Minute 1

Minute 2

Minute 3

Linear Time-Weighted Interpolation

Minute 1

Figure A quote

ˆt  qt ,last q

Minute 2

Minute 3

Figure B

t  tlast tnexttlast

qˆt  qt ,last  (qt ,next  qt ,last )

Most modern computational techniques have been developed to work with regularly spaced data (easy to process) High frequency data-sampling methods developed to overcome irregularities in tick data by sampling at predetermined periods of time

High Frequency Information Security Price Adjustments to Information The price of the security in the inefficient market begins adjusting before/after the news becomes public ( “information leakage” and “overshooting”)

Many solid trading strategies exploit both the information leakage and overshooting to generate consistent profits Incorporation of information in efficient and inefficient markets Inefficient market response

Good News

Bad News

Efficient market response Information Arrival Time

Efficient market response

Information Arrival Time

Inefficient market response

High-Frequency Strategies Trading on High-Frequency Information Traders leverage state-of-the-art IT technology to implement trading strategies that have high-frequency opportunities; High-frequency trading strategies typically fall into four main categories. HFT-based Strategies

Electronic Liquidity Provision

Statistical Arbitrage

Liquidity Detection


Spread Capturing

Market Neutral Arbitrage

Sniffing/Pinging/ Sniping

Latency Arbitrage


Cross Asset, Cross Market & ETF

Quote Matching

Short Term Momentum

High-Frequency Strategies Liquidity Provision Strategies - Spread Capturing Liquidity providers profit from the spread between bid and ask prices by continuously buying and selling securities; Executed predominantly using limit orders Ask

Asking Price Market Buy Orders

Bid-Ask Spread

Market Sell Orders

Market Price Limit Buy Orders


Limit Sell Orders

Offer Price

High-speed transmission of orders and low-latency execution required for successful implementation of liquidity provision strategies.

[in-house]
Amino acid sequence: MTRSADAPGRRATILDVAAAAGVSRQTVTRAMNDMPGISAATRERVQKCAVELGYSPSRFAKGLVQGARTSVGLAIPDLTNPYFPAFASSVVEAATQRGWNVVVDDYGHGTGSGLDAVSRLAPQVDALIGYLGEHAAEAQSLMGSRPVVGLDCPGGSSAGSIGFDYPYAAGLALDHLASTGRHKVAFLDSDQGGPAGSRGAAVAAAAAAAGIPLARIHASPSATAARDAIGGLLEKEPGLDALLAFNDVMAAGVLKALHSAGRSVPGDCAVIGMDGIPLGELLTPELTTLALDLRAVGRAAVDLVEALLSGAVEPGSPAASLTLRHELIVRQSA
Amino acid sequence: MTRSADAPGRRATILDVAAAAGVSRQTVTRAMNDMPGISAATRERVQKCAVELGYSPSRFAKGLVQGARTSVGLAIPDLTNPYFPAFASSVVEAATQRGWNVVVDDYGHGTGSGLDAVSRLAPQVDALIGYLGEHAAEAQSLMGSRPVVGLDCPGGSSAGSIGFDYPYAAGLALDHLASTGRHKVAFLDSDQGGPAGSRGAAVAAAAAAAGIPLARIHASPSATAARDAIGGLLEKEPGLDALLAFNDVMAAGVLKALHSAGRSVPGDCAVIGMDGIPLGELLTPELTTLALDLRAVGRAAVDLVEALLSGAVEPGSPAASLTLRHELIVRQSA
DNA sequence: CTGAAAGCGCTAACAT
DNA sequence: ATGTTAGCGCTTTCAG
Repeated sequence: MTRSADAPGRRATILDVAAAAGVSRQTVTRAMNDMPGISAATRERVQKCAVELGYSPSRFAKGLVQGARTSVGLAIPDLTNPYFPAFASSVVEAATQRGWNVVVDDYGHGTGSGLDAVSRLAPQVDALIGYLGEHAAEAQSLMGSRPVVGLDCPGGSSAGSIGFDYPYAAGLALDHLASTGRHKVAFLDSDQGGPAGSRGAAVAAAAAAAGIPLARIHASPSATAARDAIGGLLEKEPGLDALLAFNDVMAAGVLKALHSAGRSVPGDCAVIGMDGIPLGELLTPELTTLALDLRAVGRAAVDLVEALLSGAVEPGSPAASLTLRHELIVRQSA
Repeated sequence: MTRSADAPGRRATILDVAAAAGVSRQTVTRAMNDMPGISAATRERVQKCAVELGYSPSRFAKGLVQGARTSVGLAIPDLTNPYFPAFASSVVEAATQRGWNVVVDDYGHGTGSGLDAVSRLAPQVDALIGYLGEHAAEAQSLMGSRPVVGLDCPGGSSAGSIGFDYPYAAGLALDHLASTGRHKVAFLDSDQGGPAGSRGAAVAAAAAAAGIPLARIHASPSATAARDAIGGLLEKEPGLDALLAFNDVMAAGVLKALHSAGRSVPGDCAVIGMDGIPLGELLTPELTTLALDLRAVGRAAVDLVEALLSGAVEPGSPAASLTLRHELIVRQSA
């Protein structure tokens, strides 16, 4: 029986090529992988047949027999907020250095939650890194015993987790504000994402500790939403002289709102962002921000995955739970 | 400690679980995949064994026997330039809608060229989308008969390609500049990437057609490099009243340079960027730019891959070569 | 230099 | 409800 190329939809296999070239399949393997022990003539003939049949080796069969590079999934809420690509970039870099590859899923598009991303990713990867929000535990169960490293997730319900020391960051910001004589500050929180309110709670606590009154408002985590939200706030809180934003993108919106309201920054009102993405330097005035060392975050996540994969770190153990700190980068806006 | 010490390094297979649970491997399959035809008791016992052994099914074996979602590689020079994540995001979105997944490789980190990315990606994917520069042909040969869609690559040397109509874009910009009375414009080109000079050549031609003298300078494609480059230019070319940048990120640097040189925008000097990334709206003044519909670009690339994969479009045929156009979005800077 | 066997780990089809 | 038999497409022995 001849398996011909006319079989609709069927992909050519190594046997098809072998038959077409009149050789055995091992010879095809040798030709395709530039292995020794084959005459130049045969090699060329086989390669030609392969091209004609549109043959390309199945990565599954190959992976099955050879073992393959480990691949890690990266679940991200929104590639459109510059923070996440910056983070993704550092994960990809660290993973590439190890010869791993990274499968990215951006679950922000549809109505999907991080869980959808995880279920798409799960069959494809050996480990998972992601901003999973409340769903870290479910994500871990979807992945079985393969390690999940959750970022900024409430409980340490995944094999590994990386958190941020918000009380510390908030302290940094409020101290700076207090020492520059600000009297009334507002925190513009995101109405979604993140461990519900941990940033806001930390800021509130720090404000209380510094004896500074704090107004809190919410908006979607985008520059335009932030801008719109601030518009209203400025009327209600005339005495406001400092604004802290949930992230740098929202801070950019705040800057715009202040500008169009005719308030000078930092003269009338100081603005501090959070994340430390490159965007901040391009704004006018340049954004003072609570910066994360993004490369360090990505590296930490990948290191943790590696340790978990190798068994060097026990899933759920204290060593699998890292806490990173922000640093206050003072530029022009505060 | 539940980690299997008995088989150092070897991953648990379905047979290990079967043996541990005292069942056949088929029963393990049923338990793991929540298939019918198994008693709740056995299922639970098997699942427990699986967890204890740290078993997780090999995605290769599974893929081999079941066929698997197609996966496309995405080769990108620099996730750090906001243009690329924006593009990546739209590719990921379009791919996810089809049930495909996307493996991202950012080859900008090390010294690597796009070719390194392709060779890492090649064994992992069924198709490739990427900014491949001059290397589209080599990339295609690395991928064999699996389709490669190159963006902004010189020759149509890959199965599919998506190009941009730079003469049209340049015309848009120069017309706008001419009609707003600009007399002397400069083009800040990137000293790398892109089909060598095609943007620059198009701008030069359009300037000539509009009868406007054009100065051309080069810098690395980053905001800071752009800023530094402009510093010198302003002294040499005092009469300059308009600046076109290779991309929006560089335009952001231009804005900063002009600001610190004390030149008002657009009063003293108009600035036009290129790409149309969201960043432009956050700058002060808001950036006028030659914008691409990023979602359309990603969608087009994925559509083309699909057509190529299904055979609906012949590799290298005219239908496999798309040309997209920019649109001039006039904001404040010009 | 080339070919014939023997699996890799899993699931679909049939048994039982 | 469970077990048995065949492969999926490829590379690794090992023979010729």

Market Transactions

High-Frequency Strategies Predictions based on the Limit Order Book Direction of market price movement

• Shape of limit order book is predictive of impending changes in market price;

• Exploited by market-maker traders; buy


Direction of market price movement buy sell

• Depends on probability distribution for arriving market orders; • Shape can be estimated when book not observable.

High-Frequency Strategies Statistical Arbitrage “Stat-Arb� rests squarely on data mining. It finds statistical relationships in large amounts of data and builds a model of those relationships; Leverages states of the art technology to profit from small and short-lived discrepancies between securities; Arbitrageurs generate profits by selling the asset on the market where it is valued higher and simultaneously buying it on another market where it is valued lower.

High-Frequency Strategies Detecting Statistical Anomalies in Price Levels Once gap in prices reverse, close out position/stop loss Measure difference between prices of identified securities

Identify securities that trade in frequency unit

Sij ,t  Si,t  S j ,t ,t  1, T 

Monitor and act upon differences in security prices

St  Si ,  S j ,  ES   2 S 

St  Si ,  S j ,  ES   2 S 


1 T 2 distributional      St    S  E  S  t t properties of the T  1 t 1


Select most stable relationships

1 T ESt    St T t 1


min  S  T

i, j

t 1

ij ,t

High-Frequency Strategies Fundamental Arbitrage Strategies by Asset Class Asset Class

Fundamental Arbitrage Strategy

Foreign Exchange

Triangular Arbitrage

Foreign Exchange

Uncovered Interest Parity (UIP) Arbitrage


Different Equity Classes of the Same Issuer


Market Neutral Arbitrage


Liquidity Arbitrage


Large-to-Small Information Spillovers

Futures and the Underlying Asset

Basis Trading

Indexes and ETFs

Index Composition Arbitrage


Volatility Curve Arbitrage

Model Development/Deployment Model Development